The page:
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Derivative and Original power
26 Oct 2005

[Commented on the PCIJ Blog article "Only option is constitutional"]

indio_lawless said,
October 25, 2005 @ 5:47 pm
If you were schooled or have resided in the Philippines, it will not escape you that ours is a democratic and a republican state as declared in the first sentence of Sec. 1 of Article II of the 1987 Constitution. Also, kindly bear in mind the tenor of the second sentence, which says: Sovereignty resides in the people and all government authority emanates from them.

In republican systems, there are generally two kinds of legislative power: the original and derivative. The former belongs to or possessed by the sovereign people. Whereas, the latter is that which has been delegated by the sovereign people to legislative bodies and is subordinate to the original power of the people. This is the kind of power vested in Congress ( Bernas’ Reviewer-Primer, 1997,p.213)

I am not a lawyer of course, but like you, I beg your kind indulgence to speak in terms of principles rather than invoke the letter of the law which any legal clerk can do. In any case, I will be the first to stand corrected and admit that I err in asserting that ALL of the people's will is delegated to congress and accept on the basis of your argument that only a subset of this constitutes the DERIVATIVE component of this power which is the power exercised by, say, the legislature.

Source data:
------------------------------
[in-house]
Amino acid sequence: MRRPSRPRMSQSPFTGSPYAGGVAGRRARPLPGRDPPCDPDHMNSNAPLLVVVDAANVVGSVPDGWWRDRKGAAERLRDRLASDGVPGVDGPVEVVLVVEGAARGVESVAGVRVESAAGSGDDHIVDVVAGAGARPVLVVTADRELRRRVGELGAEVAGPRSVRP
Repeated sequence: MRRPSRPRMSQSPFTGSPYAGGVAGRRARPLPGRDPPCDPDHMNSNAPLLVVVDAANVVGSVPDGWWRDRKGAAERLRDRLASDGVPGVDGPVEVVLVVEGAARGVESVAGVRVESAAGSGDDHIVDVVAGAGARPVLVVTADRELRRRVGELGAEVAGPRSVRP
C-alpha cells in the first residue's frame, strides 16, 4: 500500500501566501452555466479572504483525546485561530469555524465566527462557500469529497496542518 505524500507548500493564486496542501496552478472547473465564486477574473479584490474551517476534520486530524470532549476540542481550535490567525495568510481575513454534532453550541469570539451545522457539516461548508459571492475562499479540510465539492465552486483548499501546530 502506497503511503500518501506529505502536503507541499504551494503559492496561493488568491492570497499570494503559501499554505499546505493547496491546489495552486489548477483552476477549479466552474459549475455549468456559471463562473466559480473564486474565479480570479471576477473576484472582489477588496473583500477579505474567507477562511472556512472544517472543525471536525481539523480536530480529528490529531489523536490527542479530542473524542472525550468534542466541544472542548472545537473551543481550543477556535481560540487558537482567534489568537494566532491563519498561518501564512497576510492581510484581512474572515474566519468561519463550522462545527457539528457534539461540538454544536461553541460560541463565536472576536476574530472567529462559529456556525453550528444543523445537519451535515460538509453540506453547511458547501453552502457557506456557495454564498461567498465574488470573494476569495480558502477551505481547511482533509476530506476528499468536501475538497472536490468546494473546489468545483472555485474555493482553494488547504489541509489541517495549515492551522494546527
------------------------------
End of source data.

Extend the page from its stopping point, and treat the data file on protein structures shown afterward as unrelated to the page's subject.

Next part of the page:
Let's therefore limit the scope of this discussion to the power that the people delegated to Congress to represent the public in the officiation of the IMPEACHMENT proceedings a couple of months ago that, as we know now, yielded an UNPOPULAR outcome. I believe that in this instance, this power exercised during the course of the impeachment procedure constituted a DERIVATIVE legislative power, right? (just my interpretation of what you say above). In this case, because of what has been interpreted by many in the blogging community as a "gross misrepresentation of the will of the people" as a result of this procedure, we find a huge gap between the outcome of the exercise of DERIVATIVE legislative power and the ORIGINAL power of the people.

But then you also said that the DERIVATIVE power is "subordinate" to ORIGINAL power.

So my question to you is this:

WHAT is the LEGAL and/or CONSTITUTIONAL course of action in this case considering that we are faced with a situation where the public wants to re-assert the supremacy of ORGINAL power in the face of a "flawed" exercise of DERIVATIVE power?

Might I jump the gun and propose a multiple choice for you (feel free to ignore this if you feel that the choices are too limited)

(a) Street rallies that aim to force the President out of office (if there is in fact a legal basis for this kind of handover of power)

(b) Wait for the next congressional election and vote DIFFERENT representatives into office; representatives that, by virtue of the democratic electoral proces, can exercise the DERIVATIVE power granted to them in a way that serves the interests of the people who voted them into office.

(c) Wait 12 months for another opportunity to undertake YET ANOTHER impeachment proceeding.

In the true form of the lawyer-speak that abounds in our little archipelago nation, I remain,

Very truly yours,

Non-Atty Benign0 ESQ
(extra-smooth quality) :D

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